Who is in Charge of Growth?


Most congregations like to pin overall responsibility for growth on the senior clergy leader. Fundamentally, most of us still believe that outstanding preaching and worship is what draws people into the large congregation. These two areas of congregational life are under the direct oversight of the senior pastor; therefore, the senior pastor is the “one” most responsible for growth.

Recently I read an article posted by the Leadership Network entitled, Diverse DNA: Varying Factors in Church Cultures Lead to Rapid Growth. I found the overall article rather confusing, but my interest was piqued by these quotes from church growth consultant, Dr. Samuel Chand.

“Most senior pastors have a gift of gathering, but there is a ceiling built into that,” Samuel says. “And most staff members have the mentality of ‘you bring it in, you make it happen, and we’ll do our best to take care of it.’ But that’s a management mentality, not a growth mentality.”

“Instead, Samuel says, each department should have its own growth goals—with measurements and accountability.”

“Churches do not grow exponentially through Sunday morning,” he adds. “They grow exponentially when every department head takes responsibility for growth.”

I have found that the place where growth is managed in a congregation is largely dependent upon the size of the congregation. All churches grow when members invite others to join them in worship, learning and service. All churches grow by adding programs, educational opportunities, service opportunities and worship venues. But different sized congregations manage the growth process from different places.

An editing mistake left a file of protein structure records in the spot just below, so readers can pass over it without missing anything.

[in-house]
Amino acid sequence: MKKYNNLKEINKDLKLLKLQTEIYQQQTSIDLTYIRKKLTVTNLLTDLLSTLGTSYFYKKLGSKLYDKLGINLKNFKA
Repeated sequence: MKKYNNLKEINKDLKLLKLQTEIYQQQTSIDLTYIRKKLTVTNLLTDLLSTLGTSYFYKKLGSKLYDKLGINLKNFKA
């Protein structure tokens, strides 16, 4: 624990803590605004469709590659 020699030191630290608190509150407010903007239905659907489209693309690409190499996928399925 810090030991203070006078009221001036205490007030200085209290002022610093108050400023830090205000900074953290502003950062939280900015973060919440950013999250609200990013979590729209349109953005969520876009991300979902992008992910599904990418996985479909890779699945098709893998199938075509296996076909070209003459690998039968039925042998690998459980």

Congregations with worshiping communities that number 150-400 primarily manage growth at the board level, with strong input from the staff team. Congregations with 400-800 in worship manage their growth through a centralized staff team that collectively coordinates and manages the life of the congregation. The board may provide oversight, expressing expectations about growth, but the growth itself is managed by staff. Congregations worshiping 800-1,200 manage their growth more strategically. Typically an executive team within the staff team takes overall responsibility for coordinating the growth centers of the congregation. After 1,200 the management of growth becomes decentralized and is managed in multiple places at the same time.

How and where is your congregation managing its growth process?

Photo Credit: jimflix at flickr.com

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